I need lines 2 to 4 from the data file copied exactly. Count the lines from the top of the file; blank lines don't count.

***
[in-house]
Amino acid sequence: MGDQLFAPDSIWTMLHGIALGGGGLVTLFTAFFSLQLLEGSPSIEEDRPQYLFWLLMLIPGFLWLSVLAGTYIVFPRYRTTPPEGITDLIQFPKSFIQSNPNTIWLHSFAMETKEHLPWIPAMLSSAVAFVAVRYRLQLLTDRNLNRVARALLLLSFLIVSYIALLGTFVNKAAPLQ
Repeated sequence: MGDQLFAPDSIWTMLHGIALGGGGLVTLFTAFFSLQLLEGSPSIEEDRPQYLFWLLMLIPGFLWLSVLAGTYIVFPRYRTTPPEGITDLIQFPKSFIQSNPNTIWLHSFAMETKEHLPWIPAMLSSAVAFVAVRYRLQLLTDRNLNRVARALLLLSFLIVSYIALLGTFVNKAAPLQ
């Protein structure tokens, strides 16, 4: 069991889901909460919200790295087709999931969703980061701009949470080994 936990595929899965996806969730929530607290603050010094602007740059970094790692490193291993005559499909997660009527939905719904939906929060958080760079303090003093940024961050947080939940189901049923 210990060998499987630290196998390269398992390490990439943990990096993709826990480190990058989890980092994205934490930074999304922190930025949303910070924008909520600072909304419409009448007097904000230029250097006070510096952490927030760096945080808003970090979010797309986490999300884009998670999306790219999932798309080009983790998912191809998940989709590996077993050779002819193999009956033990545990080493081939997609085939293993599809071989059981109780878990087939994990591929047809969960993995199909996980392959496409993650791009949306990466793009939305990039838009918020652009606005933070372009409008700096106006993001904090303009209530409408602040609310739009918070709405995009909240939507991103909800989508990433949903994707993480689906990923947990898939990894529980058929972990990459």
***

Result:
Amino acid sequence: MGDQLFAPDSIWTMLHGIALGGGGLVTLFTAFFSLQLLEGSPSIEEDRPQYLFWLLMLIPGFLWLSVLAGTYIVFPRYRTTPPEGITDLIQFPKSFIQSNPNTIWLHSFAMETKEHLPWIPAMLSSAVAFVAVRYRLQLLTDRNLNRVARALLLLSFLIVSYIALLGTFVNKAAPLQ
Repeated sequence: MGDQLFAPDSIWTMLHGIALGGGGLVTLFTAFFSLQLLEGSPSIEEDRPQYLFWLLMLIPGFLWLSVLAGTYIVFPRYRTTPPEGITDLIQFPKSFIQSNPNTIWLHSFAMETKEHLPWIPAMLSSAVAFVAVRYRLQLLTDRNLNRVARALLLLSFLIVSYIALLGTFVNKAAPLQ
């Protein structure tokens, strides 16, 4: 069991889901909460919200790295087709999931969703980061701009949470080994 936990595929899965996806969730929530607290603050010094602007740059970094790692490193291993005559499909997660009527939905719904939906929060958080760079303090003093940024961050947080939940189901049923 210990060998499987630290196998390269398992390490990439943990990096993709826990480190990058989890980092994205934490930074999304922190930025949303910070924008909520600072909304419409009448007097904000230029250097006070510096952490927030760096945080808003970090979010797309986490999300884009998670999306790219999932798309080009983790998912191809998940989709590996077993050779002819193999009956033990545990080493081939997609085939293993599809071989059981109780878990087939994990591929047809969960993995199909996980392959496409993650791009949306990466793009939305990039838009918020652009606005933070372009409008700096106006993001904090303009209530409408602040609310739009918070709405995009909240939507991103909800989508990433949903994707993480689906990923947990898939990894529980058929972990990459």